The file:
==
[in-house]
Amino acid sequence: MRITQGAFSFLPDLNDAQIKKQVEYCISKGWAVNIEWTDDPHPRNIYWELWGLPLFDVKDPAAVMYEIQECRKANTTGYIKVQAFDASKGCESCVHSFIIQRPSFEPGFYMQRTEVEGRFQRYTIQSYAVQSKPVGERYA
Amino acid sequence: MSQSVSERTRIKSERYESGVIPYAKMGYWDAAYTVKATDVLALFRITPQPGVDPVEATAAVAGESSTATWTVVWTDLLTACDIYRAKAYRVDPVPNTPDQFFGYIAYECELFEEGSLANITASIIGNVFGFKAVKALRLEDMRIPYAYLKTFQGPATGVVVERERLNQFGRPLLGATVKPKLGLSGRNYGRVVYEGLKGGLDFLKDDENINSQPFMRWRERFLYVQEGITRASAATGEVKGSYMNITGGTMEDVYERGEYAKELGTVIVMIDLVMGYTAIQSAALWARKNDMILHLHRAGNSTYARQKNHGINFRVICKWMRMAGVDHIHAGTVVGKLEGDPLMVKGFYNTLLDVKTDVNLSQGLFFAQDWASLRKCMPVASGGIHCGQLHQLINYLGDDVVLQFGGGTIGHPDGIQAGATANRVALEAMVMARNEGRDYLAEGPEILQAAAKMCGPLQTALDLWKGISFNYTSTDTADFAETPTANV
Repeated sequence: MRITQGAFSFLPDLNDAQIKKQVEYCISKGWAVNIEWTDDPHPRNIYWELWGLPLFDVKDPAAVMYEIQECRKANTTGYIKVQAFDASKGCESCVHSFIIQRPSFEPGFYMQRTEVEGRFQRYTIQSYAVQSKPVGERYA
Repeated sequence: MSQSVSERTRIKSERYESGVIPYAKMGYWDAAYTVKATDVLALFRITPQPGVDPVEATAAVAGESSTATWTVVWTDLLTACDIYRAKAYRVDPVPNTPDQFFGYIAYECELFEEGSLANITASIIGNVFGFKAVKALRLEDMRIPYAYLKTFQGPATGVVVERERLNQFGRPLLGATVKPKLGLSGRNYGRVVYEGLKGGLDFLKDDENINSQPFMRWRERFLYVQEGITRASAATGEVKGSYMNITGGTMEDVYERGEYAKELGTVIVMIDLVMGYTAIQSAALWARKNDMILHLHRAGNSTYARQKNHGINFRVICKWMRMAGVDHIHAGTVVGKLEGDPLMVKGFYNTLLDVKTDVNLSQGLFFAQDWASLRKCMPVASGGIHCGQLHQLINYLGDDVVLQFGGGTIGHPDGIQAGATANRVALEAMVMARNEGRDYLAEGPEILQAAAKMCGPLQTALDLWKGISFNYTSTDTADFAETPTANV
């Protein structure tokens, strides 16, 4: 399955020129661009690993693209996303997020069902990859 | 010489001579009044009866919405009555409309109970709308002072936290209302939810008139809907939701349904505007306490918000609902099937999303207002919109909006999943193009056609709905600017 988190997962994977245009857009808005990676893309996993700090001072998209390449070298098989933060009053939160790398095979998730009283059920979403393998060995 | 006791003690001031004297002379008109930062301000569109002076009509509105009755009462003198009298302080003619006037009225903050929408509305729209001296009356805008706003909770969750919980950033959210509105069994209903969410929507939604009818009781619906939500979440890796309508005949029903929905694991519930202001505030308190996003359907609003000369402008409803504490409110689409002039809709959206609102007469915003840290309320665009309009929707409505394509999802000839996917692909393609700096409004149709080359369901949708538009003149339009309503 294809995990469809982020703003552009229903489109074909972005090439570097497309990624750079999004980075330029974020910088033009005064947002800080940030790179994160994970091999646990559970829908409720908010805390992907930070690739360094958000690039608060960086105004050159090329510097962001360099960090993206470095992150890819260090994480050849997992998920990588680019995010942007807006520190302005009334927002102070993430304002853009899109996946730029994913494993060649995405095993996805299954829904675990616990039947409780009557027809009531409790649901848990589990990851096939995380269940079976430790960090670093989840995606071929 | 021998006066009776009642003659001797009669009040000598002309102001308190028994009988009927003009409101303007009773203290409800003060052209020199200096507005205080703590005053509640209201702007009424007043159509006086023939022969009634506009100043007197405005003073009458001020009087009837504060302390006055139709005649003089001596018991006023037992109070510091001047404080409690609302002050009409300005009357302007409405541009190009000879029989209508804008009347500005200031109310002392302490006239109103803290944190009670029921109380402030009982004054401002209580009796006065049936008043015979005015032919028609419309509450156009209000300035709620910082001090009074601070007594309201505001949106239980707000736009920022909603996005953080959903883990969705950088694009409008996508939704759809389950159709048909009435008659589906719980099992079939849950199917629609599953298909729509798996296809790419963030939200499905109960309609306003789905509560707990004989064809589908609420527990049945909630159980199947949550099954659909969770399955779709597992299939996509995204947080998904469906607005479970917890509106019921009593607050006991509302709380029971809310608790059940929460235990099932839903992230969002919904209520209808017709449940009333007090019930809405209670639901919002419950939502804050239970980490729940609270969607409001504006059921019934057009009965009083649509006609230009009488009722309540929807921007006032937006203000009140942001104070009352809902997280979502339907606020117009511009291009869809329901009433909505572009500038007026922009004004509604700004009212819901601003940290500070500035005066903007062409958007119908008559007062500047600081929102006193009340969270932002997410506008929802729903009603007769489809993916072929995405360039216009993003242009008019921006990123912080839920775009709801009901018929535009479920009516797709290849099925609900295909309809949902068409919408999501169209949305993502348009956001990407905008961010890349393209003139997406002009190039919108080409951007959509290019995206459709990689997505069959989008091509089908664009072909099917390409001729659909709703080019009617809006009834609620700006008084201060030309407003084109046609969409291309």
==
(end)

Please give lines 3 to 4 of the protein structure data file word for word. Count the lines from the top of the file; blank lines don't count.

Amino acid sequence: MSQSVSERTRIKSERYESGVIPYAKMGYWDAAYTVKATDVLALFRITPQPGVDPVEATAAVAGESSTATWTVVWTDLLTACDIYRAKAYRVDPVPNTPDQFFGYIAYECELFEEGSLANITASIIGNVFGFKAVKALRLEDMRIPYAYLKTFQGPATGVVVERERLNQFGRPLLGATVKPKLGLSGRNYGRVVYEGLKGGLDFLKDDENINSQPFMRWRERFLYVQEGITRASAATGEVKGSYMNITGGTMEDVYERGEYAKELGTVIVMIDLVMGYTAIQSAALWARKNDMILHLHRAGNSTYARQKNHGINFRVICKWMRMAGVDHIHAGTVVGKLEGDPLMVKGFYNTLLDVKTDVNLSQGLFFAQDWASLRKCMPVASGGIHCGQLHQLINYLGDDVVLQFGGGTIGHPDGIQAGATANRVALEAMVMARNEGRDYLAEGPEILQAAAKMCGPLQTALDLWKGISFNYTSTDTADFAETPTANV
Repeated sequence: MRITQGAFSFLPDLNDAQIKKQVEYCISKGWAVNIEWTDDPHPRNIYWELWGLPLFDVKDPAAVMYEIQECRKANTTGYIKVQAFDASKGCESCVHSFIIQRPSFEPGFYMQRTEVEGRFQRYTIQSYAVQSKPVGERYA